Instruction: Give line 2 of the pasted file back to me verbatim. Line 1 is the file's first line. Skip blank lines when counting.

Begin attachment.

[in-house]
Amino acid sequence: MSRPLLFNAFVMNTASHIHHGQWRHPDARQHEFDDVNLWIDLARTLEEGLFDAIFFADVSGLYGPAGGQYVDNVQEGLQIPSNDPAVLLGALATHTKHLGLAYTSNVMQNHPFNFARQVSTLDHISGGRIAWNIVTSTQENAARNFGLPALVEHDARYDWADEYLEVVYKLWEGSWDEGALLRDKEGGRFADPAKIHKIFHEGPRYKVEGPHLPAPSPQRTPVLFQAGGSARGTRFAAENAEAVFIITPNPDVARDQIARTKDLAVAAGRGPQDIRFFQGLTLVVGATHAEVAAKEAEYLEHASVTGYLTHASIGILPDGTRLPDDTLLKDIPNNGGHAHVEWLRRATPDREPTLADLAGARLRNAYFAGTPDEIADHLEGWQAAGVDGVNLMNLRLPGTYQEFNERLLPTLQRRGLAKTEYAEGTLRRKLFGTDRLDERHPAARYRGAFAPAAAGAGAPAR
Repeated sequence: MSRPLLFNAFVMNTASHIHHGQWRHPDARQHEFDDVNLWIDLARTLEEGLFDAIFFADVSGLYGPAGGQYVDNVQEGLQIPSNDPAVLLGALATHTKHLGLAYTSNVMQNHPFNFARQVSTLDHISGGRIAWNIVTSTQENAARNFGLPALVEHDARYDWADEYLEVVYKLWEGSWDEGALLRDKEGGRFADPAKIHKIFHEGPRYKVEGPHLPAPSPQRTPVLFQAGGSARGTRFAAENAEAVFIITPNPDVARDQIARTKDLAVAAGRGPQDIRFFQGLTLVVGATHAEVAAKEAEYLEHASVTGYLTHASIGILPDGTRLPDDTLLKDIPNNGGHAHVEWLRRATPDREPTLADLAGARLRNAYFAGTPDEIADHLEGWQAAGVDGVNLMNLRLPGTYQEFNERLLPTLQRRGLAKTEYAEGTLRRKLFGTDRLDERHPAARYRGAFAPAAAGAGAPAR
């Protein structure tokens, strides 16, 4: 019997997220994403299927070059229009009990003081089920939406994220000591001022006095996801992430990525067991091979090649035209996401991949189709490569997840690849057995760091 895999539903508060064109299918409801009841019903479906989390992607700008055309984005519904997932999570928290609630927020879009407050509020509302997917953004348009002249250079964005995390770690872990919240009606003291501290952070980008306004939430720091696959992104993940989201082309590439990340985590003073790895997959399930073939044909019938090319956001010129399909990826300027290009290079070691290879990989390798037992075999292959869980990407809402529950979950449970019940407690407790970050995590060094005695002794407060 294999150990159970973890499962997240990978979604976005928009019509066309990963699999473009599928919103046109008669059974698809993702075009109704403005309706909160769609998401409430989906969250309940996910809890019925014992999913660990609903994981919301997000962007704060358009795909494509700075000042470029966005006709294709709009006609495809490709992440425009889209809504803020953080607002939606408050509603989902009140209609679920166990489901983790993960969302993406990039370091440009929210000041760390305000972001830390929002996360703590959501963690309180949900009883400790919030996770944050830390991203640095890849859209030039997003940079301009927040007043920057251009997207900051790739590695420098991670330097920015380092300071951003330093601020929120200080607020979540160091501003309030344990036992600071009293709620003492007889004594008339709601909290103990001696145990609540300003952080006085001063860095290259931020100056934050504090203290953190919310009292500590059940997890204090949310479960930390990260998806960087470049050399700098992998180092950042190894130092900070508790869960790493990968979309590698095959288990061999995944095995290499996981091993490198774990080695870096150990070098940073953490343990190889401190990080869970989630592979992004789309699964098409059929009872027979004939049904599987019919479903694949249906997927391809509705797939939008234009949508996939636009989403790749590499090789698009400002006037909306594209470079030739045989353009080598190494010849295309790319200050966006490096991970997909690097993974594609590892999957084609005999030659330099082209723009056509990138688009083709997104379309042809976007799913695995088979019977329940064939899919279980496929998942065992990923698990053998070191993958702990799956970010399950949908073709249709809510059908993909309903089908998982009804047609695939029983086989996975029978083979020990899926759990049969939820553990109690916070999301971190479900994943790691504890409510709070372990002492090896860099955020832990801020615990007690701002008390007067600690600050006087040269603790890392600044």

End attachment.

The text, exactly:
Amino acid sequence: MSRPLLFNAFVMNTASHIHHGQWRHPDARQHEFDDVNLWIDLARTLEEGLFDAIFFADVSGLYGPAGGQYVDNVQEGLQIPSNDPAVLLGALATHTKHLGLAYTSNVMQNHPFNFARQVSTLDHISGGRIAWNIVTSTQENAARNFGLPALVEHDARYDWADEYLEVVYKLWEGSWDEGALLRDKEGGRFADPAKIHKIFHEGPRYKVEGPHLPAPSPQRTPVLFQAGGSARGTRFAAENAEAVFIITPNPDVARDQIARTKDLAVAAGRGPQDIRFFQGLTLVVGATHAEVAAKEAEYLEHASVTGYLTHASIGILPDGTRLPDDTLLKDIPNNGGHAHVEWLRRATPDREPTLADLAGARLRNAYFAGTPDEIADHLEGWQAAGVDGVNLMNLRLPGTYQEFNERLLPTLQRRGLAKTEYAEGTLRRKLFGTDRLDERHPAARYRGAFAPAAAGAGAPAR